4. He has an unnatural "thing" for my husband

A lot like this guy, but in reverse. Possibly like this:

Dermot has a very clear obsession with my husband, to the point that the cat tells Paul when it is time to go to bed. And Paul often does as he is told by Dermot, because the subsequent yowling just isn't worth it.

This cat rules our home and our lives. He feels he is "too cool" for litter boxes and prefers to go outside. All the time. Whenever he wants. So our house is freezing because a window is always open for Dermot. But sometimes he's not satisfied with coming in or going out through "his" window by the door. No. Sometimes no window other than the kitchen window will do. At 3am. Bastard.

And when he comes home after a night of prowling the neighbourhood like a gangster? He lets us know. He yowls as he comes in as if to say "Heyyyyyy! I'm home! Did you miss me?" and then proceeds to tell us all about the neighbourhood gossip once he has established that we (all of us) are awake and attentive enough for his liking.

As is standard with cats, when we want to hang out with him he wants nothing to do with us. At all.  But when he is ready to chat and have our attention, well..

We love our cat, of course we do. We would have fried him up with rice and broccoli a looooooong time ago if we didn't. But he is an insufferable jerk-face.

And I think he's dangerous too.

I worry for the children a little bit.

Wednesday, 20 June 2012

I'm not sure, but I think I just got out of the psych ward

Even my hospital stays are never boring, good grief. People chained together, naked ladies, falling elevators, ballroom dancers and a bizarre ring of special needs prostitutes were just the highlights of my most recent 13 days of captivity in the hospital.

Damn Sarcoidosis, it's now worked its' way into my brain. Fantastic. My kids had been ill, my husband had been deathly ill (kind of feel badly for bugging him so badly about the Man Flu once I found out what it actually was - loving, compassionate wife fail) and I had gotten a bit sick too. No fever, just a dull headache in the back of my skull and an excruciating headache if I stood up or bent over. Thought I was about to have an aneurism, and it kept happening for like, a week (don't want to be a hypochondriac and go in for every little thing, right? I figure that the dr's and hospital see me enough with this crap as it is)

So I went in for a regular outpatient appointment with my Rheumatology team, mentioned the headache and they admitted me on the spot. Right in, stabbed with a cannular and into an MRI within the hour. Swollen brain, sarcoidosis is now in my brain, and I'm flaring up like crazy in my joints, bones, neck and face. I looked (and felt) a lot like this:

It would only be a couple of days, they told me. Don't worry, they told me. You'll be home soon. But noooo. I was back to eating that dreaded hospital macaroni and cheese suspiciously lacking in macaroni for 13 freaking days!

My husband and kids came to see me so often that when the girls saw the hospital from the car they said "Hi Mama". They came for picnics and cuddles and well, I can't even sugar coat that. It's awful to have to watch your babies leave you day after day while you're stuck to an IV, or stuck on a hospital ward not knowing when you'll get to go home to be with them again. Anyway, too depressing, don't want to talk about that. 

Luckily for me, every time I'm admitted to the hospital they put me onto the same Rheumatology ward, though I'm always the youngest one there by at least 35 years. The staff there know me well now, and call me "the Baby". (either because of my age in comparison to the other patients on the ward, or because I cry a bit when they jab me with needles. I didn't ask) I had some fantastic roommates. The one to my right was a very sweet little elderly lady, 82 years old, that used to be a ballroom dancing world champion. I know this because she has alzheimers, and introduced herself to me constantly. Constantly. She also had trouble walking, so when they gave her meds to prep her for a colonoscopy that would clean out her bowels they gave her a commode, right next to me and separated only by a thin curtain. The poor woman nearly blew herself off the commode a couple of times. It was extremely difficult not to giggle like a 12 year old boy at the noise coming from next door. Thank god the drugs I was on removed my sense of smell.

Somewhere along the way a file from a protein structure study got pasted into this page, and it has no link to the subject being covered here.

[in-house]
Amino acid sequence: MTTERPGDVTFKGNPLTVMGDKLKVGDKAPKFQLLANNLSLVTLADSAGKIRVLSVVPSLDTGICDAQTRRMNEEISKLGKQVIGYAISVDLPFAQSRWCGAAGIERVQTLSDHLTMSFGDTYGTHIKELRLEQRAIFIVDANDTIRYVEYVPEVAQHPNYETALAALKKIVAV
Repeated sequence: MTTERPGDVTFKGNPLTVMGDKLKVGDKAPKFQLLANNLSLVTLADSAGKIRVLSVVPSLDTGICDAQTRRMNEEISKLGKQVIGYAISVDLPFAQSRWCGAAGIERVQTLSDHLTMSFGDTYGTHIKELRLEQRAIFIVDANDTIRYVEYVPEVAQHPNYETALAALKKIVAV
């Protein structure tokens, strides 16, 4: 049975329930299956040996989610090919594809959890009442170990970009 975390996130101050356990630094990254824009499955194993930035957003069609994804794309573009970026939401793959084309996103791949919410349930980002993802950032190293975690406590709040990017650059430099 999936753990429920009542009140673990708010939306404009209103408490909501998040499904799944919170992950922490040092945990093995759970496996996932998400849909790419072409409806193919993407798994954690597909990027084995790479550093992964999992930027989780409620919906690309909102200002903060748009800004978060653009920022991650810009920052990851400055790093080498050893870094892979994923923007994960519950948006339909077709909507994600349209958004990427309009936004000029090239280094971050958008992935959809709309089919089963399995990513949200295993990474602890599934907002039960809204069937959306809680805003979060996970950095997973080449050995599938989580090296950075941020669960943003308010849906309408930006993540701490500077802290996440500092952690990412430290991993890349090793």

The one across from me was even better. She was an 86 year old, loud, racist, angry Italian woman that  swore at the nurses, wouldn't deal with anyone that didn't have English as a first language (and was sure to tell them why), cried that she was being abused by the food quality and slept with her pink nightdress over her head and spread eagled on her bed, curtains wide open. Every night. 

So to determine what was going on in my brain, they needed to collect some of that lovely fluid. Bring on the Lumbar Puncture. Was I nervous? No, just a lumbar puncture. Just a needle going into my spine. Not a big deal, I just wanted to get it over with. So a ward doctor and a newbie prep me in my hospital cubicle and have at er. 6 times. It wasn't working. They needed a bigger needle, the tissue around my spine was too swollen. Nobody wants to be huddled up with their bare back to doctors preparing to stab them in the spine with potentially paralysing affects and hear "we need a bigger needle". After 6 attempts (FML) they gave up and arranged for the surgeons to have another go the next day. 

It doesn't help that while being wheeled in a bed to the surgical suite the elevator we were in dropped an entire floor. The three of us (porter, nurse, me) thought we were going to die. We lived, barely, but after that surely one has no fear of a lumbar puncture. So in we went.